Convalescent Plasma for Preventing Critical Illness in COVID-19: a Phase 2 Trial and Immune Profile

Link to article at PubMed

Microbiol Spectr. 2022 Feb 23;10(1):e0256021. doi: 10.1128/spectrum.02560-21. Epub 2022 Feb 23.


The COVID-19 pandemic caused by the severe acute respiratory syndrome coronavirus 2 (SARS-CoV-2) is an unprecedented event requiring frequent adaptation to changing clinical circumstances. Convalescent immune plasma (CIP) is a promising treatment that can be mobilized rapidly in a pandemic setting. We tested whether administration of SARS-CoV-2 CIP at hospital admission could reduce the rate of ICU transfer or 28-day mortality or alter levels of specific antibody responses before and after CIP infusion. In a single-arm phase II study, patients >18 years-old with respiratory symptoms with confirmed COVID-19 infection who were admitted to a non-ICU bed were administered two units of CIP within 72 h of admission. Levels of SARS-CoV-2 detected by PCR in the respiratory tract and circulating anti-SARS-CoV-2 antibody titers were sequentially measured before and after CIP transfusion. Twenty-nine patients were transfused high titer CIP and 48 contemporaneous comparable controls were identified. All classes of antibodies to the three SARS-CoV-2 target proteins were significantly increased at days 7 and 14 post-transfusion compared with baseline (P < 0.01). Anti-nucleocapsid IgA levels were reduced at day 28, suggesting that the initial rise may have been due to the contribution of CIP. The groups were well-balanced, without statistically significant differences in demographics or co-morbidities or use of remdesivir or dexamethasone. In participants transfused with CIP, the rate of ICU transfer was 13.8% compared to 27.1% for controls with a hazard ratio 0.506 (95% CI 0.165-1.554), and 28-day mortality was 6.9% compared to 10.4% for controls, hazard ratio 0.640 (95% CI 0.124-3.298). IMPORTANCE Transfusion of high-titer CIP to non-critically ill patients early after admission with COVID-19 respiratory disease was associated with significantly increased anti-SARS-CoV-2 specific antibodies (compared to baseline) and a non-significant reduction in ICU transfer and death (compared to controls). This prospective phase II trial provides a suggestion that the antiviral effects of CIP from early in the COVID-19 pandemic may delay progression to critical illness and death in specific patient populations. This study informs the optimal timing and potential population of use for CIP in COVID-19, particularly in settings without access to other interventions, or in planning for future coronavirus pandemics.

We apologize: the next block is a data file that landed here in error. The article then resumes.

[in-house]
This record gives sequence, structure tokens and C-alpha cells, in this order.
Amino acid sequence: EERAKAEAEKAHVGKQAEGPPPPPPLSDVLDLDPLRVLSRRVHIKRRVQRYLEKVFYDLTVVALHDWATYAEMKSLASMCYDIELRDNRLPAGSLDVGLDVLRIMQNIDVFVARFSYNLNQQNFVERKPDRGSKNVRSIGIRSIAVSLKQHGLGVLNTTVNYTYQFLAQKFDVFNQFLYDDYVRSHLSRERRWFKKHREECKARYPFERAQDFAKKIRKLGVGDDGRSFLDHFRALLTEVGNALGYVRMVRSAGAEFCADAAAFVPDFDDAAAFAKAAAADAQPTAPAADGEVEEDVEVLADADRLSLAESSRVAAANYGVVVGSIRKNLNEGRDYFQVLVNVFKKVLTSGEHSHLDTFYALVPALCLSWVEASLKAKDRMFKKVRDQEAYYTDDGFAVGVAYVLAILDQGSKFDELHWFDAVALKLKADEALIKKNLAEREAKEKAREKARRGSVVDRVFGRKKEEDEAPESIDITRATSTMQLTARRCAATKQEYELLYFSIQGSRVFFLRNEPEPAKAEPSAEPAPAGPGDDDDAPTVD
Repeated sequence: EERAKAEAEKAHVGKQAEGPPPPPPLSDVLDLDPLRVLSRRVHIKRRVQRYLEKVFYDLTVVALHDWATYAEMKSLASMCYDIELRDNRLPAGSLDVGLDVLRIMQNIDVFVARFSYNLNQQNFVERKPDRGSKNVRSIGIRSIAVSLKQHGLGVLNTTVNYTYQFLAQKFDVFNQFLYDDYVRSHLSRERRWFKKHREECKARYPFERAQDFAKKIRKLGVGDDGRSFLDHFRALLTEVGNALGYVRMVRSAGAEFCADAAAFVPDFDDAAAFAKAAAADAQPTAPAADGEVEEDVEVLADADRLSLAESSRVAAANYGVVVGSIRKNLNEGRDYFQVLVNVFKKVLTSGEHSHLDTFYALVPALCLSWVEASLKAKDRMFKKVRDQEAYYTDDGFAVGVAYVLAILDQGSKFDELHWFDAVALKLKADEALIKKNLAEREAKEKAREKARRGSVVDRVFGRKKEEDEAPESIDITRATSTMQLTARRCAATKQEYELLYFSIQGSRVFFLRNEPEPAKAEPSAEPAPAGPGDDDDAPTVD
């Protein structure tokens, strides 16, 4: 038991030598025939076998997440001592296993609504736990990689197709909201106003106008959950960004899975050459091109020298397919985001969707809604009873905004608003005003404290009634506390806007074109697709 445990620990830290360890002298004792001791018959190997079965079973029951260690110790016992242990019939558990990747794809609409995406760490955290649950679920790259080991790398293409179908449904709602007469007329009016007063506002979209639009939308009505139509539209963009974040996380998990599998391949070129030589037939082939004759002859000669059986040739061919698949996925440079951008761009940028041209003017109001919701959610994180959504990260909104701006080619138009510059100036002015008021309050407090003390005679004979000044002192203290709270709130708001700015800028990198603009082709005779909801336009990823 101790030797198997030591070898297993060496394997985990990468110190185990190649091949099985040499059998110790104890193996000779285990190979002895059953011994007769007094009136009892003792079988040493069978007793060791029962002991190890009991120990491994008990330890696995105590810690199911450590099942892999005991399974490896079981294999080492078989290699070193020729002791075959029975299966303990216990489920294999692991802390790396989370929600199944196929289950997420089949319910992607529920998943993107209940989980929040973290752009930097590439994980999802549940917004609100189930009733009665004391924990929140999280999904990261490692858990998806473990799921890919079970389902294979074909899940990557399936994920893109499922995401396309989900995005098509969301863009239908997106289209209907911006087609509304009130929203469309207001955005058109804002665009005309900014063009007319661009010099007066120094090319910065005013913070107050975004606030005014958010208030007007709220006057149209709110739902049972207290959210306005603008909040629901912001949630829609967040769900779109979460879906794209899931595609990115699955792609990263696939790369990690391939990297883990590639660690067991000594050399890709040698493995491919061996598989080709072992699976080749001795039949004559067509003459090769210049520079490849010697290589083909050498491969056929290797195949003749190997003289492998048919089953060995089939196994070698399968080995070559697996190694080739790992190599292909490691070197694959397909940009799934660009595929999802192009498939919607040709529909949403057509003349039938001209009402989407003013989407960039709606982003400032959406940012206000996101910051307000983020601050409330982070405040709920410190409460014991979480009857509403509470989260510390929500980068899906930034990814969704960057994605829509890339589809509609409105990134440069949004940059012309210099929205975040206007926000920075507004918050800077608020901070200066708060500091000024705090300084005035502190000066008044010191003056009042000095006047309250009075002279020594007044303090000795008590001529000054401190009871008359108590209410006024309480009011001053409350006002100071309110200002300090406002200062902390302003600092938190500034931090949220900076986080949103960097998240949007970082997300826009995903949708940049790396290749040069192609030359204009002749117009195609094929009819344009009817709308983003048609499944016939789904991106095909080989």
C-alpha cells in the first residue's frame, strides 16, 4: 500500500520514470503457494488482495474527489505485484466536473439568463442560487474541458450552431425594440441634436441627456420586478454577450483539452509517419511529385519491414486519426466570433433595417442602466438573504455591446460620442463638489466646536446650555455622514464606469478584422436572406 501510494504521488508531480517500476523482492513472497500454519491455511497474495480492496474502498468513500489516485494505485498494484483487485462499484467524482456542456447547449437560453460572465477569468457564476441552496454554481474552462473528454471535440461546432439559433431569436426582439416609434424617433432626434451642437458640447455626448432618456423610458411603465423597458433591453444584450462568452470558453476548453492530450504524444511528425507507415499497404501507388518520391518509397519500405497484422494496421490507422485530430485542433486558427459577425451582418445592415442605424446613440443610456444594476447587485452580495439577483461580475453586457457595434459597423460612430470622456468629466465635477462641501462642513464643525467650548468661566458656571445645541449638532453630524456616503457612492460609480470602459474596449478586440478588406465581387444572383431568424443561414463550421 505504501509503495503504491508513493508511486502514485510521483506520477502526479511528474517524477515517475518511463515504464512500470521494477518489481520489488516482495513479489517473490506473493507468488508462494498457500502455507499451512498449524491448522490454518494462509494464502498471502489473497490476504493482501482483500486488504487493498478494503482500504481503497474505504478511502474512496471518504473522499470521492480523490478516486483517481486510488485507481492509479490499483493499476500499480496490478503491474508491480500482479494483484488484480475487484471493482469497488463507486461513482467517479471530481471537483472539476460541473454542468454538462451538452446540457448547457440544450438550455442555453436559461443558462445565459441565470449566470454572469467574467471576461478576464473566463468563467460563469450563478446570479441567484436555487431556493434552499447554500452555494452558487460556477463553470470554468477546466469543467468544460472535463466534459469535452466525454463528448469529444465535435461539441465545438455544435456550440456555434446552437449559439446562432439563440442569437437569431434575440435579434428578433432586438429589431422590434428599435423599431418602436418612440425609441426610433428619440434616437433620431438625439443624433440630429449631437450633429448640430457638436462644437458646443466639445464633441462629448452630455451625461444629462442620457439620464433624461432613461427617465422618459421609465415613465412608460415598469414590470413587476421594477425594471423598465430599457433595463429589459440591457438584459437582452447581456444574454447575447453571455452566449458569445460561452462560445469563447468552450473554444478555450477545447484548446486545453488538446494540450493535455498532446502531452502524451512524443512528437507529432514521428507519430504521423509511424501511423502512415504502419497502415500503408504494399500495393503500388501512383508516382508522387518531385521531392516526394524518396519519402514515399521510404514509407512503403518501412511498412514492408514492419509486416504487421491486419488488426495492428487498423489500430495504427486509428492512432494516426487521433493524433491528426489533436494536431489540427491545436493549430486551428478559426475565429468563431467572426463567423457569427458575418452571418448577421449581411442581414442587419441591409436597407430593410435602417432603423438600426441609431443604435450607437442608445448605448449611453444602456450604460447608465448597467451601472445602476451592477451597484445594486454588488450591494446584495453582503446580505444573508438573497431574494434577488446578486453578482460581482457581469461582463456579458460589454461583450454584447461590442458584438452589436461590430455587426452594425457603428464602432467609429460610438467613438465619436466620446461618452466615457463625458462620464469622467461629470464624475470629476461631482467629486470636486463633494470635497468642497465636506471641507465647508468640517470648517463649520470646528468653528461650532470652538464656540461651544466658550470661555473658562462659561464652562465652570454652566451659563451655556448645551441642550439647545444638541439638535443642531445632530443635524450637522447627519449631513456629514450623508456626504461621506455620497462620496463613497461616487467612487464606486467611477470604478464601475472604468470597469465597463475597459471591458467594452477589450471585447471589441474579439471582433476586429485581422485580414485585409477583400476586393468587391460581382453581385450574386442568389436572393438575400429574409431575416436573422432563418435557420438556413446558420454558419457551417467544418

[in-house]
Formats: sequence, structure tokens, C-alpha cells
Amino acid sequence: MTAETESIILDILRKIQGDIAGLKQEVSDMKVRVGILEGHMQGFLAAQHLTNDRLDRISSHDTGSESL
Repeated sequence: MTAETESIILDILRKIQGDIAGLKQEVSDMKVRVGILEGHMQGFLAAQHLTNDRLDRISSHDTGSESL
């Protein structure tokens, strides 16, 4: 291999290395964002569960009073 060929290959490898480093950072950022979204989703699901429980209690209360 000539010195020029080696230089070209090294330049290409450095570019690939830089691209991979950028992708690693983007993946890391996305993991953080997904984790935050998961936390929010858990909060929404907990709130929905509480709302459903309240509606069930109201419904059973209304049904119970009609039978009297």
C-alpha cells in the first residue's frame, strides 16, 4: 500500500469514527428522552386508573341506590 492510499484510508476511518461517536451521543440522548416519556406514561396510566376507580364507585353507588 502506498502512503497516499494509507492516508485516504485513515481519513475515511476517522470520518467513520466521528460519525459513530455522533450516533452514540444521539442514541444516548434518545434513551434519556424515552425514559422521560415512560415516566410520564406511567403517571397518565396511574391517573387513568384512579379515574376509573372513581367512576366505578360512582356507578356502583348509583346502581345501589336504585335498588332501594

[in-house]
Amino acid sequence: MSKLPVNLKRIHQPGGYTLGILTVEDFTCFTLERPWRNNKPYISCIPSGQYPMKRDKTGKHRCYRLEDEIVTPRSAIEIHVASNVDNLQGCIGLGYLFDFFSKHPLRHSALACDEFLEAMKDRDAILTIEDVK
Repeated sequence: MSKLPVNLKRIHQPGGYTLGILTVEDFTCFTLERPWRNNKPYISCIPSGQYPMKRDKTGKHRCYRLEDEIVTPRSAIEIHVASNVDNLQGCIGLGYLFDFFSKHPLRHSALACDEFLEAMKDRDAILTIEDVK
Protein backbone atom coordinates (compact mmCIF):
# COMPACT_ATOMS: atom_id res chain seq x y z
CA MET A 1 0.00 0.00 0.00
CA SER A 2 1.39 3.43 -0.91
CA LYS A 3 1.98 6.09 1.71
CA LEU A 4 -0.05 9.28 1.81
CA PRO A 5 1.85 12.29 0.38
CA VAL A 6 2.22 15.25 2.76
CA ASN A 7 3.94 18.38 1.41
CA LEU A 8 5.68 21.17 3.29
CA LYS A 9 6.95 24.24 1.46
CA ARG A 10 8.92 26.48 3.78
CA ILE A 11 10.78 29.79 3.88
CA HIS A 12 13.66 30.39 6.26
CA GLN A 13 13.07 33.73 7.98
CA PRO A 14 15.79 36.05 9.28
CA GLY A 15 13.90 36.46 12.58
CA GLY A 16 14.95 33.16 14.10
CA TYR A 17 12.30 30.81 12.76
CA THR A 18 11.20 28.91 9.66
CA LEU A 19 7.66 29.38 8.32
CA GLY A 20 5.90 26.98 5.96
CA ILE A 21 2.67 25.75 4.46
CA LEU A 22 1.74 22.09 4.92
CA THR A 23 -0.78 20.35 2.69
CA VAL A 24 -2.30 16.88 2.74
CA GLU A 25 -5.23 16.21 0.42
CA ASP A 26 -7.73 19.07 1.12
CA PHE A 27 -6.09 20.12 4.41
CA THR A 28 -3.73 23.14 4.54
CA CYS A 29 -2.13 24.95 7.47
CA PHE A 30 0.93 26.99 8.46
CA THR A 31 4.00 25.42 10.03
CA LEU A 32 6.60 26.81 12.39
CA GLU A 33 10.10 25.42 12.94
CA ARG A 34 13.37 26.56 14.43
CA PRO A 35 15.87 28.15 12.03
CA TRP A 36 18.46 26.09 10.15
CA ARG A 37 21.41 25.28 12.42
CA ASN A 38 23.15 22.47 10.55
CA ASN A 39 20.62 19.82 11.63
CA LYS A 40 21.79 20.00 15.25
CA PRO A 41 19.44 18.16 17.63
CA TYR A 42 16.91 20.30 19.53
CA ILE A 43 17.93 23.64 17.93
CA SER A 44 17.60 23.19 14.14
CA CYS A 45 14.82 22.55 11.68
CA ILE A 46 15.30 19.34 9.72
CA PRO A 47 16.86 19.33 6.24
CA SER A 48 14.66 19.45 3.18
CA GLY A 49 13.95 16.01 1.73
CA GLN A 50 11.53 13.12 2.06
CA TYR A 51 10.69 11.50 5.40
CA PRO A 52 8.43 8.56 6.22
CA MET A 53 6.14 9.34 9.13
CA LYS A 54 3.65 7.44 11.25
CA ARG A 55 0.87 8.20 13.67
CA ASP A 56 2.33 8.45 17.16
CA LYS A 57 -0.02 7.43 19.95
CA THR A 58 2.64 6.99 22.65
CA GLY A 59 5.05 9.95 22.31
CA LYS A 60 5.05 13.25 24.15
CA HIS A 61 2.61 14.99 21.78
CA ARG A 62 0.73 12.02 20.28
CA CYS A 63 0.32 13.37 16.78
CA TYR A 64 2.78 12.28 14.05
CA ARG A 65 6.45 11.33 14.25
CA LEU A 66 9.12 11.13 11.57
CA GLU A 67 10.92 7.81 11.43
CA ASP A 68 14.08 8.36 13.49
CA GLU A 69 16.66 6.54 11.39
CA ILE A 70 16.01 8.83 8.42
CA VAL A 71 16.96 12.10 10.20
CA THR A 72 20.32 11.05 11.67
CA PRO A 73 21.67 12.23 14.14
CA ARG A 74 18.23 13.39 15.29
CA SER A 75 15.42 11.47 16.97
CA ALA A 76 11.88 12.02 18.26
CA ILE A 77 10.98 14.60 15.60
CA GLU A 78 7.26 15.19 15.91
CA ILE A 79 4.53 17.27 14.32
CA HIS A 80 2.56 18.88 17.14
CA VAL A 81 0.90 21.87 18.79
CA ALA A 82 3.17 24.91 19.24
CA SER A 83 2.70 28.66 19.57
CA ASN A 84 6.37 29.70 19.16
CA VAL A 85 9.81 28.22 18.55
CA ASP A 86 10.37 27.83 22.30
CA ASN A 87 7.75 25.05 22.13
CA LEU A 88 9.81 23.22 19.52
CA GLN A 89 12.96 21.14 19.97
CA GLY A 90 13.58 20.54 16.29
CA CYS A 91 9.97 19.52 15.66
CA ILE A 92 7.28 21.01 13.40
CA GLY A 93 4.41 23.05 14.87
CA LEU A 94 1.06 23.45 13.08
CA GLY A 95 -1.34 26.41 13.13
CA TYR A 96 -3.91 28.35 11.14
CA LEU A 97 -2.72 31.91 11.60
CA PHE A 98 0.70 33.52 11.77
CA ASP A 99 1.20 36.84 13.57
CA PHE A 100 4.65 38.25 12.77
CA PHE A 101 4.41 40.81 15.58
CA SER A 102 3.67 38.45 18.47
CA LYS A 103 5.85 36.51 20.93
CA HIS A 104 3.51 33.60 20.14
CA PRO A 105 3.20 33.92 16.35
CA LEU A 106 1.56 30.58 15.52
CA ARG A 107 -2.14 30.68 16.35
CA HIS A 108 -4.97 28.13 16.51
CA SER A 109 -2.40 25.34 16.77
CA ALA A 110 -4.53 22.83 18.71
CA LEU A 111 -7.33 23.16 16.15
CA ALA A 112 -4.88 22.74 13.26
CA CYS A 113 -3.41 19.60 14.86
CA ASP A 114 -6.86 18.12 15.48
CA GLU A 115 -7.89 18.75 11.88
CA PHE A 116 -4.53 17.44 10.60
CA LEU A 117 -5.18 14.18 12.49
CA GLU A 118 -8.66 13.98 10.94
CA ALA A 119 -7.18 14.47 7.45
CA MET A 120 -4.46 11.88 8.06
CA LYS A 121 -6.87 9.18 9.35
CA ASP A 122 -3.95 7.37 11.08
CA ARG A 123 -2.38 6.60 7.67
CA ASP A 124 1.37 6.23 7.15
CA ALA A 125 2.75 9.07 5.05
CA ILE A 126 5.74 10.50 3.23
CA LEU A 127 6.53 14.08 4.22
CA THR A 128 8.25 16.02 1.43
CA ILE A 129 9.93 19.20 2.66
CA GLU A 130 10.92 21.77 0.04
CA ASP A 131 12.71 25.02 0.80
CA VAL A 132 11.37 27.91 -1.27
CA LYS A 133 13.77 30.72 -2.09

PMID:35196802 | DOI:10.1128/spectrum.02560-21

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